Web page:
In the aftermath of a vicious polemic on a new design of lightsabers, I would like to guide in the rich market of energy bladed one handed melee weapons. The name of the weapon of the Jedi is trademarked, so it comes as no surprise that it does not show up in any RPG, with the exception of licensed Star Wars games. Still, being such an iconic ingredient of certain Space Opera settings, it was introduced in many sci-fi RPGs under names such as “laser sword”, “force sword” or, most often, “energy sword”. Since the model of such imaginary weapons is so obvious, it is interesting to compare the treatment they receive in each game. It is a Star Wars fact that lightsabers, while at a disadvantage for being melee weapons in an age of (ultra-tech) missile weapons, were very powerful. In spite of looking and being wielded much like a sword (more precisely, a one-and-a-hand sword like a katana or a longsword), they are portrayed as capable of feats that no steel word could ever achieve: they cut with ease through any material, including steel and high-tech plastic armour, they sever limbs as they were butter, they can parry energy beams.
The first stat to consider is sheer damage. The games differ greatly in this respect. GURPS and Star Wars D6 are alike in setting the damage roughly equal to the damage of a medium calibre energy gun: that is, much higher than traditional melee weapons, but not the highest among personal weapons (GURPS has 8d6, and Star Wars has 4d6). The difference is that GURPS straightforwardly implements the movie feats above by adding an “armour divisor” of 5: this means that the damage reduction value of any armour or material was to be divided by a factor of 5 when attacked by an energy sword. From this, together with GURPS rules on incapacitation, it follows that most objects will be cut and limbs will be severed effortlessly. Star Wars D6, on the other hand, leaves it at that. In the economy of the game, though, it makes a difference that Jedi character can learn to use their Force powers to enhance both their skill with the sword and the damage it makes. So high powered Jedi characters can end up inflicting damages well beyond even the most powerful beam rifles (15d, 20d). It is not obvious how canonical this mechanic actually is: the movies clearly hint at the fact that Force training was needed to learn the skill of sword fighting, but there is no evidence that the sheer damage inflicted was improved. In game terms, though, this mechanic helped in making Jedi characters, which started very weak, extremely appealing once their Force abilities had significantly improved. If I understand correctly, the very popular Star Wars Saga Edition did something comparable: the base damage was among the lowest, but could be improved with feats gained upon leveling up and other bonuses. Strangely enough, these included a strength bonus, while the whole point of energy swords seems to be that they cut regardless of the kinetic force applied. GURPS reflects this by setting a fixed damage for energy swords while making the damage of ordinary melee weapons depend on a character’s strength. Savage Worlds borrows from GURPS the notion of an Armour Reduction: energy swords ignore all but the strongest high-tech armour. They inflict a damage, though, only moderately higher than steel swords. Basic Role Playing (AKA ‘the Golden Book’) is a good compromise: armour values are halved against energy swords, and its damage is roughly double than the damage of a katana. Interestingly, it sides with Saga in applying strength bonuses to energy swords.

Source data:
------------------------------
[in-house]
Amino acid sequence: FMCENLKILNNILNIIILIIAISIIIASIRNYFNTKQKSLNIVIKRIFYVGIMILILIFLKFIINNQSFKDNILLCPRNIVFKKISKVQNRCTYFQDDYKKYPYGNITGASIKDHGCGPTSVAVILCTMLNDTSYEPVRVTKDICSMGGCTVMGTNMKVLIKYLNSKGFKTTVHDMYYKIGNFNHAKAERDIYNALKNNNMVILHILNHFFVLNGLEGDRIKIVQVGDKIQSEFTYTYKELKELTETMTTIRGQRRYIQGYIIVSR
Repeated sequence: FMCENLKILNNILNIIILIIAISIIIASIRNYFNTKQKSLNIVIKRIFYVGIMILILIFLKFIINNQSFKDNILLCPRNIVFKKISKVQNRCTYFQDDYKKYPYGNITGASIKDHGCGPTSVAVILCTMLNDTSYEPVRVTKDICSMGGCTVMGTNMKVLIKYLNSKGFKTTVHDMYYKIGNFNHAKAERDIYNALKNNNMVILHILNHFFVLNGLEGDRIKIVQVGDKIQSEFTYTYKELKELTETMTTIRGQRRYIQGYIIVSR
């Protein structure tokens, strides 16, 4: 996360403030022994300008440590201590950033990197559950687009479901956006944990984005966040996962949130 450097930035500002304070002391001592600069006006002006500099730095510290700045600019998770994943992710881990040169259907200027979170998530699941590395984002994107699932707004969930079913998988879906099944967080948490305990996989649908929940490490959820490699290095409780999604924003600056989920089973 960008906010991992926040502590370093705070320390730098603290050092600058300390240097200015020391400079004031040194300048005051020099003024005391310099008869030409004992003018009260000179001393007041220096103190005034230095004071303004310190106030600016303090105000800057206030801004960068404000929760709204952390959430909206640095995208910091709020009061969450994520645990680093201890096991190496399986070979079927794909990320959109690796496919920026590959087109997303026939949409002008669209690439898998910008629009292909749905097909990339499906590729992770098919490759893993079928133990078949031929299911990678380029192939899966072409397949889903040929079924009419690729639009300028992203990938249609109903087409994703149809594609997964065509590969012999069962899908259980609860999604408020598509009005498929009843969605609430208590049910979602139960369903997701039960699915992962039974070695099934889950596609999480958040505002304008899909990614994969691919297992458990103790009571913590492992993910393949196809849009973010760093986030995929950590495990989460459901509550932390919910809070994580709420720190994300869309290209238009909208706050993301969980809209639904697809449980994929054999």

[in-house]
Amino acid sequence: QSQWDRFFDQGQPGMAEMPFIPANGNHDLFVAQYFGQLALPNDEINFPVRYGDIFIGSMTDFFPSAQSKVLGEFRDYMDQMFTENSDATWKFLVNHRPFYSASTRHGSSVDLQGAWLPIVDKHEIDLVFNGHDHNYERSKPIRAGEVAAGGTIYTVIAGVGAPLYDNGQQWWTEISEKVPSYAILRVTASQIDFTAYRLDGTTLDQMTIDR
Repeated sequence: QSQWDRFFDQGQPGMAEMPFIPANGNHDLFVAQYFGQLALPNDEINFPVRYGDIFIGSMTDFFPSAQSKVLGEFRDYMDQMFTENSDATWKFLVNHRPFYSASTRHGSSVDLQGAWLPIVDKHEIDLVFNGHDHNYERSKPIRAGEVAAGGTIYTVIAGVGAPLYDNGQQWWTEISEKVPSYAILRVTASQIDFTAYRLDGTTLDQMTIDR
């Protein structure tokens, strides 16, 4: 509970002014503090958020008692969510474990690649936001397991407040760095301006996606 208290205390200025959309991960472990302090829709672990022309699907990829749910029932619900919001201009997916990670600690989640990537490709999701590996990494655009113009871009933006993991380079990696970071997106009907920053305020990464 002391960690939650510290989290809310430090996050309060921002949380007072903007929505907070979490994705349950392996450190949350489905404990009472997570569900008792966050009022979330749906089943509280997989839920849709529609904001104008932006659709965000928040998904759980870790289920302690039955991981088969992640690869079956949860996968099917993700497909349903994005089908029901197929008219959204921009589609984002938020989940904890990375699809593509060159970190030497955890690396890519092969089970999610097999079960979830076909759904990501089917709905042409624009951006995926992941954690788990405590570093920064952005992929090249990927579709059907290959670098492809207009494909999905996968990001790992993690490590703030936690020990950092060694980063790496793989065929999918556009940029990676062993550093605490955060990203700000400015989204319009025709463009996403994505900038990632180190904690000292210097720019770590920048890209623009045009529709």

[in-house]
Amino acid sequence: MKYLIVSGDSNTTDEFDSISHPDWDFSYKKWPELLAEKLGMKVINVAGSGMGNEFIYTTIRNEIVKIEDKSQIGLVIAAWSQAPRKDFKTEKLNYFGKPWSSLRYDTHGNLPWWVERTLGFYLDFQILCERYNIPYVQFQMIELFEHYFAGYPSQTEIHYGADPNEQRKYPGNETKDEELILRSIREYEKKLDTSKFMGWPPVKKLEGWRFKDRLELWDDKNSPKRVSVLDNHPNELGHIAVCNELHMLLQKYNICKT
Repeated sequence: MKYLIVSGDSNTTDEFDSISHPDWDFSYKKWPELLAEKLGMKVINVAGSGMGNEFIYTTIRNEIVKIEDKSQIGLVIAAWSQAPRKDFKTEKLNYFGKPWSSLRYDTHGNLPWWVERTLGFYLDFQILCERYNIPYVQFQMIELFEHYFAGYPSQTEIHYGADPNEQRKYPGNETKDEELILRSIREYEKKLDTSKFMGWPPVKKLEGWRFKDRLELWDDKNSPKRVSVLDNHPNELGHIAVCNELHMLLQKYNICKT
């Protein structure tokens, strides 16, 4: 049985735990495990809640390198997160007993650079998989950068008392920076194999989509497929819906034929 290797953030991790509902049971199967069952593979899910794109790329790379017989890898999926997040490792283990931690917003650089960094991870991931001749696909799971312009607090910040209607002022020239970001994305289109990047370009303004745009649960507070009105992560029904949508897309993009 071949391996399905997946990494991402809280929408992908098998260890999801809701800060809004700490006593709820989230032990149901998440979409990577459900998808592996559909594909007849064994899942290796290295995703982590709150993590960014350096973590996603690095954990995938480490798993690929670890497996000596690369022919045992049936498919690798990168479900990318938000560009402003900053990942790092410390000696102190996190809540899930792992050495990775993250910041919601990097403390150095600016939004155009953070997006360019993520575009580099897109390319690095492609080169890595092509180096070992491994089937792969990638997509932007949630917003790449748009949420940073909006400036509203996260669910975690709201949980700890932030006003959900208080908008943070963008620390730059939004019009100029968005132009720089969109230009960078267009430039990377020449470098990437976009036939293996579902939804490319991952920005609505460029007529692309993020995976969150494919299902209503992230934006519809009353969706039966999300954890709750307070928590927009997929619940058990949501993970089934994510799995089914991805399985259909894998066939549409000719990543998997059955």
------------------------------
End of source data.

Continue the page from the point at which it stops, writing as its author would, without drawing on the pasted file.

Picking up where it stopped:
The ability to parry (and redirect) beam shots is explicitly dealt with in GURPS and in Star Wars games. Quite rightly, all these games assume that such skill requires Force training and/or martial art training: in Star Wars D6, one specific Force ability must be learned, in Star Wars Saga it is a talent (Deflect) that must be learned, in GURPS it requires both the advantage Weapon Master, and other requisites including some sort of sixth sense or ESP power.
All considered, the games do their best to mimic the movies without unbalancing the game with a be-all and end-all weapon. In fact, in most games the weapon seems to be there for flavour rather than a smart tactical option. It is perhaps not surprising that the game that concedes the most on the spectacular side is the original Star Wars D6, which, I read on the web, has often been criticized for its overpowered Jedis. Do I need to say it? Back in the day, we loved it.